Ed Davey criticises misogyny and sexism in government
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After the ‘Me Too’ movement and the subsequent wave of ministerial resignations, Parliament introduced an independent complaints scheme. However, female parliamentarians and victims of sexual misconduct claim to have been repeatedly dismissed by the watchdog.
Earlier this month, sitting Tory MP Imran Ahmad Khan was convicted of sexually assaulting a 15-year-old boy at a party in 2008.
The disgraced MP said when he was charged with the offence, he received support from the then deputy chief whip Stuart Andrew and legal advice from the former Attorney General Geoffrey Cox but both deny supporting Mr Khan.
In yet another allegation of sexual misconduct, a top Tory MP was recently found watching porn on his phone in the House of Commons while sitting beside a female minister.
Sexism and misogyny have been described as deeply engrained in the culture at Westminster.
One Labour MP told Politico: “Misogyny and sexism and sexual harassment are so embedded in the culture of the place, it’s difficult to see how it changes.”
Describing the apparent lack of action against MPs who have complaints about them, she said: “There are more serious consequences for misusing official stationery.”
It follows a sexism row in which one Conservative MP anonymously accused Labour Party Deputy Angela Rayner of crossing her legs in the Commons to distract Boris Johnson.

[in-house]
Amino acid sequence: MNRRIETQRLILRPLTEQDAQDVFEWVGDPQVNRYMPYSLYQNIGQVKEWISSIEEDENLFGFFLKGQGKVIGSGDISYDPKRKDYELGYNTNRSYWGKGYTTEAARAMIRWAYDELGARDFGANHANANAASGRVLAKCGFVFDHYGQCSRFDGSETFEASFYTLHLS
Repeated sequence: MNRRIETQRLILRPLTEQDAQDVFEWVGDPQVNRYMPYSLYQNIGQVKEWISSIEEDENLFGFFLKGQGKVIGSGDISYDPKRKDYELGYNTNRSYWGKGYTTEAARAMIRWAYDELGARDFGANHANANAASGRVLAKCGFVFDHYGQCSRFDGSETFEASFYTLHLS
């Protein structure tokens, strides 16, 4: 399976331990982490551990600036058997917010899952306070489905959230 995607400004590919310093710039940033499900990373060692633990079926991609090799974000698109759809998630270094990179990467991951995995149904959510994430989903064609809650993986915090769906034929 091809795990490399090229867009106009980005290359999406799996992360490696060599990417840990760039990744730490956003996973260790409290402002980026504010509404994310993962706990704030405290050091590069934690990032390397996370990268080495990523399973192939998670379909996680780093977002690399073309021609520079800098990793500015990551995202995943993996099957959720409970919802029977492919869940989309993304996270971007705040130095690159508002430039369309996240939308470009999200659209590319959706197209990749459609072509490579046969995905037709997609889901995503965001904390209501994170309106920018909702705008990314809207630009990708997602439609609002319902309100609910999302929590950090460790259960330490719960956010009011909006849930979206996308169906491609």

Writing on Twitter, Ms Rayner said: “I stand accused of a ‘ploy’ to ‘distract’ the helpless PM – by being a woman, having legs and wearing clothes. Women in politics face sexism and misogyny every day — and I’m no different.”
The Tory sexism storm comes as 56 MPs, including three Cabinet ministers, are reportedly facing sexual misconduct complaints.
The Conservative chief whip Chris Heaton-Harris is said to be investigating the shocking reports.
To try and quash the historic wave of sexual misconduct allegations, Westminster introduced the Independent Complaints and Grievance Scheme (ICGS).
Yet the problem appears to exist as dozens of anonymous MPs, activists and staff members have spoken out about incidents of sexual assault in parliament, with some claiming that their complaints were dismissed by the watchdog.
One Labour MP told Politico she had been “propositioned several times” by an older male Tory MP, and when trying to raise concerns informally about a separate Tory MP to the whips who oversee the complaints, she was told, “don’t worry, you’re not his type”.
In a separate incident, a former Conservative member of staff complained to the ICGS that a serving MP shared details of his sex life and made female colleagues feel uncomfortable with “sloppy cheek kisses.”
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The ICGS rejected her complaint as they said it was her word against his, despite her having records of his behaviour in text messages to friends.
With all the allegations of sexual misconduct in Westminster, political writer John Crace said: “It makes you wonder how some male MPs ever find time to do any work”.
Speaking of the recent allegations, Defence Secretary Ben Wallace said there is an “overall culture” consisting of “hundreds and hundreds of people working long hours in a place with bars, and for some people under lots of pressure for all sorts of reasons … That’s been going on for decades.”
Commenting on the Defence Secretary’s remarks, Mr Crace said: “A simple ‘This is unacceptable’, and ‘All women should be treated with respect’, would have done.
“Instead he chose to play the ‘long hours, hard-working, late bars’ card. As if that was somehow an excuse and any man who worked late and then went to the pub couldn’t help but revert to a naturally sexist self”.
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